It wasn’t long before Deirdre spied Naoise, who was riding with his two brothers, Aindle and Ardan. Seeing that he was exactly the man she had dreamed of, she fell in love with him at first sight, and boldly stepped across his path. Seduction was Deirdre’s aim, but Naoise was having none of it. He was spellbound by her beauty, but he knew who she must be, and politely refused to run away with her as she suggested.

But Deirdre had a secret weapon up her sleeve: she put a geas on Naoise, so he had to change his mind. In the old legends, a geas is a type of moral bond which the recipient has no choice but to honour, or else face a lifetime of shame. Now, Naoise no longer listened to his own conscience or to his brothers’ warnings. He took Deirdre’s hand and they fled, accompanied by Aindle and Ardan and their followers and hounds, right across Ireland to Rathlin and then across the sea where they found safe harbour in Loch Etive.

Woods by Loch Etive

For a while Deirdre and the Sons of Uisneach lived by raiding and scavaging, but soon the King of Alba heard about their presence and invited the three young men to join his own warriors. However, he had also heard a rumour about Deirdre’s beauty, and sent a spy to see whether it was true. On hearing that it was, the King of Alba demanded that Deirdre leave Naoise and become his queen instead, but she refused, and soon the brothers and Deirdre were fleeing for their lives again, moving from place to place but never staying there for long.

Somehow, the news of their plight filtered back to Ireland, and Fergus Mac Roich, one of Conchobar’s faithful warriors, tried to persuade the king to intervene. Why should three of Ireland’s most gallant men live in misery and exile, he asked. Conchobar, who had secretly never forgotten the disloyalty of Naoise, Aindle and Ardan, saw an opportunity for revenge. Composing a deceitful message that spoke of forgiveness and reconciliation, he sent Fergus and his two sons to go and fetch them.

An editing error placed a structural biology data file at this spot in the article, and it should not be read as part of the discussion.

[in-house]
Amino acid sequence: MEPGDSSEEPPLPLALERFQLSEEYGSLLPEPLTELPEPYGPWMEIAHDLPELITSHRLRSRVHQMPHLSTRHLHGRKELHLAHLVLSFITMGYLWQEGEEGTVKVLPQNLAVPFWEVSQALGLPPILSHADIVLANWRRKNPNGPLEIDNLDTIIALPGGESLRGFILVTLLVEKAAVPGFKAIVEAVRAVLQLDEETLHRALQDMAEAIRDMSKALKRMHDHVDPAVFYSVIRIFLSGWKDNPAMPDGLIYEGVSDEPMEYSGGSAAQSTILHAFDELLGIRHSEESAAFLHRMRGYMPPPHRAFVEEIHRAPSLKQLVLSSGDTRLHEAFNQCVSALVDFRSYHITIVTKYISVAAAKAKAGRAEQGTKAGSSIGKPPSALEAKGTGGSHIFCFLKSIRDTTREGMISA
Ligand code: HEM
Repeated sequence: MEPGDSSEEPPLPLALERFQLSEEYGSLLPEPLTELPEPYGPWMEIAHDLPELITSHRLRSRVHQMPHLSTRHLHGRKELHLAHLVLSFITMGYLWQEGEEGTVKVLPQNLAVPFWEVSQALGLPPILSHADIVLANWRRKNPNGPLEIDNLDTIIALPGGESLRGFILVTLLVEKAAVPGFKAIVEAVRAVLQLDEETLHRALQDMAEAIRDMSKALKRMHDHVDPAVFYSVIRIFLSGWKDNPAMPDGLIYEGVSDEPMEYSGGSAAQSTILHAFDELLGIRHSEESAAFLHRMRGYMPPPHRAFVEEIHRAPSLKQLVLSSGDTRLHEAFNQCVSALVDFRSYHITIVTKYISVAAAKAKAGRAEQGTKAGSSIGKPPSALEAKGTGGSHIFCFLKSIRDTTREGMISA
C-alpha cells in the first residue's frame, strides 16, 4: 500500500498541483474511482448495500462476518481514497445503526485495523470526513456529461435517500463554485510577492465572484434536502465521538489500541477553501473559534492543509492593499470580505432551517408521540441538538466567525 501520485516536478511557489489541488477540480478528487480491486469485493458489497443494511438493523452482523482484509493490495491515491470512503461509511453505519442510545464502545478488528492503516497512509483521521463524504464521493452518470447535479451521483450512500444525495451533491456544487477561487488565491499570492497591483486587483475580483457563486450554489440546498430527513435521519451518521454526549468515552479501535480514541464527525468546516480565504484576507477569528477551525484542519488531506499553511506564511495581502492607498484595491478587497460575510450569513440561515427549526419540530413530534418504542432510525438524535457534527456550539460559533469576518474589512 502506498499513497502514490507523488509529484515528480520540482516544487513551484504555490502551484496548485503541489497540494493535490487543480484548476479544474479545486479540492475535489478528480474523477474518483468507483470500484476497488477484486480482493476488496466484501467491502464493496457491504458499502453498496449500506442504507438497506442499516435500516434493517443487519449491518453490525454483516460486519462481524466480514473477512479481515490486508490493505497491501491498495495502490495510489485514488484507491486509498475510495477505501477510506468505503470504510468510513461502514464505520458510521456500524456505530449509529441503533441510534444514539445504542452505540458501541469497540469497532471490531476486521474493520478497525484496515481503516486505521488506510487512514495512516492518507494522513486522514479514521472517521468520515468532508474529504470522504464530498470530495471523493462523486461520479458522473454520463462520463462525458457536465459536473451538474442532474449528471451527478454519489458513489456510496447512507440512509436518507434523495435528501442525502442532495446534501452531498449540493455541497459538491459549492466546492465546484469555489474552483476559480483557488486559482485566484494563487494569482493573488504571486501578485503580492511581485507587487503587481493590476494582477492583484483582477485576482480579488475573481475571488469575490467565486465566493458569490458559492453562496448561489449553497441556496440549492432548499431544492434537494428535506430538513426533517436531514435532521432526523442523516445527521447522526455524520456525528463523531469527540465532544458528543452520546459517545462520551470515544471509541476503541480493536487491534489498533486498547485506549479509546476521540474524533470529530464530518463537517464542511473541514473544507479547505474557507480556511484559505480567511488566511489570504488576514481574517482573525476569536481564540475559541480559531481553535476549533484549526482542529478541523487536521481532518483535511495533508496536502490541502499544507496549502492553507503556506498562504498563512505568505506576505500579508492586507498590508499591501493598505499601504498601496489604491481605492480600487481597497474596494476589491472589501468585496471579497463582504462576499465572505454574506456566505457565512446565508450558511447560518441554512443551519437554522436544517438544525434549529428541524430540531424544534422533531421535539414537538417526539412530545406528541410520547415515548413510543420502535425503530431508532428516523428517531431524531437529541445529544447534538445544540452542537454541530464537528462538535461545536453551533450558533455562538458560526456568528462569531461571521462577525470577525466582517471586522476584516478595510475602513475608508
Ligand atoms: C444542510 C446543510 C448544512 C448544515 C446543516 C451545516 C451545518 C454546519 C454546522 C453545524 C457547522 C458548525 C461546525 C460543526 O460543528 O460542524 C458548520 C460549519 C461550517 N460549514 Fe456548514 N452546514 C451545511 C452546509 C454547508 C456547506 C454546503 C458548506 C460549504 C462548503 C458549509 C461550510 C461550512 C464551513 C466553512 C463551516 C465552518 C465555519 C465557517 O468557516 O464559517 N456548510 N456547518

When Fergus landed on the shore of Alba, he gave a great shout which was heard by Deirdre and Naoise as they sat playing chess in their hidden lair. Naoise instinctively leapt to his feet. “That’s the shout of an Irish man!” he exclaimed. “Of course it isn’t,” said Deirdre soothingly. “Come, and return to the game!” But soon there was a second shout, and Naoise jumped up again. “That’s the voice of an Ulster man!” he said. “Don’t be ridiculous,” said Deirdre, and Fergus grudgingly sat back down. At the third shout, Naoise would not be constrained. “That’s the voice of Fergus Mac Roich!” he said, and went out to find him.

Deirdre was distraught. The previous night, she had had a dream in which she saw a raven that had flown all the way from Ireland with three drops of honey in its beak. When it landed, the drops fell and turned to blood. She knew that Fergus would persuade Naoise and his brothers to return to Ireland, and she knew that she was powerless to stop them. When they boarded Fergus’s ship and set sail for their homeland, she joined them with a heavy heart, and wept bitterly as she watched the coast of Alba fading into the distance. Deirdre, who was forever after known as Deirdre of the Sorrows, sang a beautiful lament for the mountains and glens and woods where she had known true love.

Glen Etive, O Glen Etive,
There I raised my earliest house,
Beautiful its woods on rising,
When the sun fell on Glen Etive.

Glendaruadh, O Glendaruadh,
I love each man of its inheritance,
Sweet the noise of the cuckoo on bended bough
On the hill above Glendaruadh.

Glenmasan, O Glenmasan,
High its herbs, fair its boughs,
Solitary was the place of our repose,
On grassy Invermasan.